Roving the Red Planet
Roving the Red Planet

This budget continues to build on our nation's record of breathtaking scientific discoveries and achievements in space, with science missions that will reach farther into our solar system, reveal unknown aspects of our universe and provide critical knowledge about our home planet.

On the heels of Curiosity, the most daring mission to Mars in history, the Fiscal Year 2014 budget includes funding for another mission to the Red Planet, continues operations of our rovers and orbiters already there, and makes possible the MAVEN mission's launch this November to study the Martian upper atmosphere and InSight to launch later.

This rectangular version of a self-portrait of NASA's Mars rover Curiosity combines dozens of exposures taken by the rover's Mars Hand Lens Imager (MAHLI) during the 177th Martian day, or sol, of Curiosity's work on Mars (Feb. 3, 2013).

The rover is positioned at a patch of flat outcrop called "John Klein," which was selected as the site for the first rock-drilling activities by Curiosity. The self-portrait was acquired to document the drilling site.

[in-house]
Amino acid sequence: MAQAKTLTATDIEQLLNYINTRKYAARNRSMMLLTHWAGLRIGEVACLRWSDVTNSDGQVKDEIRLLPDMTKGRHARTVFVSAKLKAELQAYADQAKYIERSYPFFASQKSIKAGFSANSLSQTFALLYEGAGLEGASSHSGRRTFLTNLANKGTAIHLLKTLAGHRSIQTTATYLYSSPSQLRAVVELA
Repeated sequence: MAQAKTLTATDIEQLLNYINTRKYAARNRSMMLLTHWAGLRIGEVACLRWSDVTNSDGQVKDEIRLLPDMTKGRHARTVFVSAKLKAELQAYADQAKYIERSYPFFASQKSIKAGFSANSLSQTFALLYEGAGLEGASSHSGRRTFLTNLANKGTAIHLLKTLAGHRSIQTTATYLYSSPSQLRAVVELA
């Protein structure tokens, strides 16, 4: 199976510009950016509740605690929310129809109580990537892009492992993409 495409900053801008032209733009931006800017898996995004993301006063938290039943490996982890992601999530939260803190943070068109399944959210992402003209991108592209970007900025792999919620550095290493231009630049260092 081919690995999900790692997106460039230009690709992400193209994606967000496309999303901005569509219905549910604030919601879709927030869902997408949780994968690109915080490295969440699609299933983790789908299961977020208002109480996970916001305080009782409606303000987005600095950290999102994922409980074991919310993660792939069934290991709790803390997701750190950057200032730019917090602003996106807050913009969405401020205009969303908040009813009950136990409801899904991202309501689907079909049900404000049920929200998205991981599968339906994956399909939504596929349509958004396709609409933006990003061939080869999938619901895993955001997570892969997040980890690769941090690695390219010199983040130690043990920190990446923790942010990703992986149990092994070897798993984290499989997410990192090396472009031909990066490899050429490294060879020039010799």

The rover's robotic arm is not visible in the mosaic. MAHLI, which took the component images for this mosaic, is mounted on a turret at the end of the arm. Wrist motions and turret rotations on the arm allowed MAHLI to acquire the mosaic's component images. The arm was positioned out of the shot in the images or portions of images used in the mosaic.

Malin Space Science Systems, San Diego, developed, built and operates MAHLI. NASA's Jet Propulsion Laboratory, Pasadena, Calif., manages the Mars Science Laboratory Project and the mission's Curiosity rover for NASA's Science Mission Directorate in Washington. The rover was designed and assembled at JPL, a division of the California Institute of Technology in Pasadena.

Image Credit: NASA/JPL-Caltech/MSSS

Page Last Updated: July 28th, 2013
Page Editor: NASA Administrator